2. Any political change creates winners and losers and changing our electoral system would redistribute political power away from some very powerful people in our duopoly party system. Although America’s founding fathers despised political parties and hoped our new nation would avoid them, they accidentally designed an electoral system that concentrates political power into a two-party duopoly. Our current system gives tremendous power to behind-the-scenes power brokers to decide who gets to be on the ballot and who gets to appear in political debates. These unelected party bureaucracies also control the vast majority of political resources (political donations and volunteers) that help determine who wins and who loses. These insiders would lose power if we moved beyond our plurality system because that would break up our party system into numerous less-powerful parties. In most of the world’s best democracies, there are more than two party which typically include a party for Christian Democrats (a common name for social conservatives in other countries), Libertarians (or some other party for business priorities), Greens (for environmentalists), Labor (for people whose identity prioritizes unions), and many others. That splintering of resources would reduce the power of our two generic parties for liberals (Democrats) and conservatives (Republicans).
  3. Even if the majority of Americans realized that we could easily improve the machinery of our elections, our entire political system is designed for gridlock so it would still be hard to get anything done. The constitution is hard to change. Any change can be vetoed by the checks and balances of four centers of federal power: the House, Senate, Executive, and Supreme Court, and it only takes 40% of Senators to block everyone else. Our decentralized federal system makes change difficult since power is divided between federal, state and local jurisdictions. And finally, America’s large geographic size and diverse population makes it harder to come together on decision-making than in smaller, more homogenous nations.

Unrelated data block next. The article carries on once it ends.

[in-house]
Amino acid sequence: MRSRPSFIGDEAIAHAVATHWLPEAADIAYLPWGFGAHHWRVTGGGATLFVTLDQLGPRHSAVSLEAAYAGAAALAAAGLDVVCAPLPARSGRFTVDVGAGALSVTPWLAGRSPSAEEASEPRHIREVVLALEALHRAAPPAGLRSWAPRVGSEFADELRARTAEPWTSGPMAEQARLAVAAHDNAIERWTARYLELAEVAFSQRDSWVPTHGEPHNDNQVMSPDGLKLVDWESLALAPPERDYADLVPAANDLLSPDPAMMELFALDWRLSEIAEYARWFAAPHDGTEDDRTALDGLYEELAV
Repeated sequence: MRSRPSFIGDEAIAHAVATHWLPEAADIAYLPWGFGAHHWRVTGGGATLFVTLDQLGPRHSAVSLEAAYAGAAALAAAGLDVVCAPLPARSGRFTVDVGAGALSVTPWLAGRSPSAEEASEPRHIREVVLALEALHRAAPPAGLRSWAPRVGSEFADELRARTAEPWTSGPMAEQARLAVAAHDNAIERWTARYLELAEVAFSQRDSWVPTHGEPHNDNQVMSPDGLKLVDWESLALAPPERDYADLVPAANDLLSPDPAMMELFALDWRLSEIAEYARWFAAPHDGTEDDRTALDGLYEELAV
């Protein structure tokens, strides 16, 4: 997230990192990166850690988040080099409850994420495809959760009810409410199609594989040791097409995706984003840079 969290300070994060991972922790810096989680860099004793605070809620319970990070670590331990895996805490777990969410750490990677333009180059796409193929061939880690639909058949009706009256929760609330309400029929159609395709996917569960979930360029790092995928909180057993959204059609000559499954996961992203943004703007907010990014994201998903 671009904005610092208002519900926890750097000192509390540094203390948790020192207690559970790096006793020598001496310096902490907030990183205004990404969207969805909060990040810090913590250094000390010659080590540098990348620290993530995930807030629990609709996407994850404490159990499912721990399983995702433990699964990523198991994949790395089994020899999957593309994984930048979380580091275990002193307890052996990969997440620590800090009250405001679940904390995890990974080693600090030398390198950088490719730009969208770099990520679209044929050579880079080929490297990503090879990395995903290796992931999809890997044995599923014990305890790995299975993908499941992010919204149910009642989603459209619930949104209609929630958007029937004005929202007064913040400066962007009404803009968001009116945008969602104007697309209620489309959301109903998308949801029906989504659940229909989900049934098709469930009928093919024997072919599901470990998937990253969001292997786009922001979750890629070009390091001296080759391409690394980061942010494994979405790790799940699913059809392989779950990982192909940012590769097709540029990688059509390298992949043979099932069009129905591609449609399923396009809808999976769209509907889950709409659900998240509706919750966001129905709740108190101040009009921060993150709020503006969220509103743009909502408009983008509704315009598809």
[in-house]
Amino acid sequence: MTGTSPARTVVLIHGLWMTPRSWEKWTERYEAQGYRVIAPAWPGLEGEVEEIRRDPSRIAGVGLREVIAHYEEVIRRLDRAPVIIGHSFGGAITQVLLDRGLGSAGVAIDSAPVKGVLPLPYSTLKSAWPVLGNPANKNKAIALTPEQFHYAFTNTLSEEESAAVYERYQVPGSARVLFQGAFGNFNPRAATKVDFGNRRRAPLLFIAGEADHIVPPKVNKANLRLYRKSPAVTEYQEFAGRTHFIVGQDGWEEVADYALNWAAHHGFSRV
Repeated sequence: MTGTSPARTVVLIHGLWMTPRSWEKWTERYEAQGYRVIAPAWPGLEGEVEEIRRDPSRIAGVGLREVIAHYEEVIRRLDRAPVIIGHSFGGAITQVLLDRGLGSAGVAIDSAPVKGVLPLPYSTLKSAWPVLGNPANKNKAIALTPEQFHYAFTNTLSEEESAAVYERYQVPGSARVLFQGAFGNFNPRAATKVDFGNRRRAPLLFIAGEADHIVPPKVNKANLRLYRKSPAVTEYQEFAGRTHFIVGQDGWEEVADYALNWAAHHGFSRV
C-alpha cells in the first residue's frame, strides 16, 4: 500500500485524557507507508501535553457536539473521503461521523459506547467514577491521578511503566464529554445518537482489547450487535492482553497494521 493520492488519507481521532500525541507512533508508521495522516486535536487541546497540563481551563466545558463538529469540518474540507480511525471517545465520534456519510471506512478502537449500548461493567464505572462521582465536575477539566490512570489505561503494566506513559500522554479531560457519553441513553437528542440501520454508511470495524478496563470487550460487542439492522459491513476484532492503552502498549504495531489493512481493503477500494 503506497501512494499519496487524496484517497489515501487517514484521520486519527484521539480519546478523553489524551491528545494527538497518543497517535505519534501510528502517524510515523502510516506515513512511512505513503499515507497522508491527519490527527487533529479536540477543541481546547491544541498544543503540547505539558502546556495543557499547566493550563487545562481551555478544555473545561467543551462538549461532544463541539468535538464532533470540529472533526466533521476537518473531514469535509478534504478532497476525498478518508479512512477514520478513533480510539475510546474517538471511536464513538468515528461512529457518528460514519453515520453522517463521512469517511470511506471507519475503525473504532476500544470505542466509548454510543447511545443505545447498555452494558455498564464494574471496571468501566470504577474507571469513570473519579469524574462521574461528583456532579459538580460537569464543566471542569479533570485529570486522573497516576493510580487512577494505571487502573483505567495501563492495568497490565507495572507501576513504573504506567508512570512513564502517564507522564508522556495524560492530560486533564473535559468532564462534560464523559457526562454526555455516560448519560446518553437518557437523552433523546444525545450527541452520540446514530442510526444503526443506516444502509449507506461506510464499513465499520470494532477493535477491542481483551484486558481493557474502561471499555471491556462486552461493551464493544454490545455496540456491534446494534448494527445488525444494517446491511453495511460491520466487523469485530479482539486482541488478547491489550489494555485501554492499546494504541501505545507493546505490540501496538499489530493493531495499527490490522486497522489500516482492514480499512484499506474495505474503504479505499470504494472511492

4. Although there is broad agreement that our plurality voting system is the worst possible method of voting, the very fact that there are dozens of good alternatives for replacing it makes it hard to pick which one. It is like a van full of bored people driving through prairie on a winter night who all agree that it would be more fun to watch any move together on the van’s movie system, but there are 100 great options and every person in the van has a different favorite. It can take a long time of driving along bored in the darkness (the worst option) to come to an agreement about which movie to select. The choice of multiple possible improvements creates a status-quo bias due to gridlock. If only one of the hundred movies had been available, everyone would immediately agree that it is better than driving in darkness because any movie is much better than that, but because there are many possibilities which all have different advantages and disadvantages, it is harder to come to agreement about which one to select and darkness rules. Similarly, the small community of people who is aware that our system sucks is divided into competing camps that each propose a different system because there isn’t one voting system that is clearly the one best of them all.